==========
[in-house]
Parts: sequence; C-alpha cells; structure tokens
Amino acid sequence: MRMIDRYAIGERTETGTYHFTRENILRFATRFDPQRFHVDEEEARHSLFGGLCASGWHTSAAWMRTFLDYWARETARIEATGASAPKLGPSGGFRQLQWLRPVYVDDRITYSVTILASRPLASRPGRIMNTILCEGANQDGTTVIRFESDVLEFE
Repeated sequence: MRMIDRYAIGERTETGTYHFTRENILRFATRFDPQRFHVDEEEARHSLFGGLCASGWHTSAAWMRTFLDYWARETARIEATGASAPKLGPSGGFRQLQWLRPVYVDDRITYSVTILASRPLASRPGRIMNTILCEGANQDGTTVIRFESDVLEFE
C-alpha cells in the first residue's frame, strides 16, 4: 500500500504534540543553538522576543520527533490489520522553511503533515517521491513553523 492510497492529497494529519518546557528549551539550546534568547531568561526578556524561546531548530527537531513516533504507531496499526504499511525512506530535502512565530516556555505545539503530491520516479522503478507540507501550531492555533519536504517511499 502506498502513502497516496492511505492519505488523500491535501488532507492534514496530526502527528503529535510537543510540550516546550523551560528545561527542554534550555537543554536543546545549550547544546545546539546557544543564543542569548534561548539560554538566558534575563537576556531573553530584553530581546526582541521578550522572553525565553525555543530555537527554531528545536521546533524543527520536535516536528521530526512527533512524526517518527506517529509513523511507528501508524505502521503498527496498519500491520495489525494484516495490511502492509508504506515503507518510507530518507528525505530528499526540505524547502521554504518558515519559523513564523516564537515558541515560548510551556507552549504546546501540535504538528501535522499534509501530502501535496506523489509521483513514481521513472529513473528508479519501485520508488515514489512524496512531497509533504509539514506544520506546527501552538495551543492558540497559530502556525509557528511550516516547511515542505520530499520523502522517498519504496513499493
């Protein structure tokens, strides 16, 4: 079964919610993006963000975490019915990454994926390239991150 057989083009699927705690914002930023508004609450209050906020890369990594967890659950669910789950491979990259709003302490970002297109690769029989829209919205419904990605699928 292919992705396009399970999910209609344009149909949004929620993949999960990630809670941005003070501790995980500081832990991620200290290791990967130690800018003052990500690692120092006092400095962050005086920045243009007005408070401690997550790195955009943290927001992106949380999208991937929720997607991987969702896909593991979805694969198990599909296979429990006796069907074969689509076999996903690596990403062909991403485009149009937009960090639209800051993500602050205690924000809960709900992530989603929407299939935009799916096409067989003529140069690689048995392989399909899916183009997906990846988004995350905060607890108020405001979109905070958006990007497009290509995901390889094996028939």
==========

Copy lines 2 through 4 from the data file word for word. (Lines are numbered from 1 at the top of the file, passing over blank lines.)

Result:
Parts: sequence; C-alpha cells; structure tokens
Amino acid sequence: MRMIDRYAIGERTETGTYHFTRENILRFATRFDPQRFHVDEEEARHSLFGGLCASGWHTSAAWMRTFLDYWARETARIEATGASAPKLGPSGGFRQLQWLRPVYVDDRITYSVTILASRPLASRPGRIMNTILCEGANQDGTTVIRFESDVLEFE
Repeated sequence: MRMIDRYAIGERTETGTYHFTRENILRFATRFDPQRFHVDEEEARHSLFGGLCASGWHTSAAWMRTFLDYWARETARIEATGASAPKLGPSGGFRQLQWLRPVYVDDRITYSVTILASRPLASRPGRIMNTILCEGANQDGTTVIRFESDVLEFE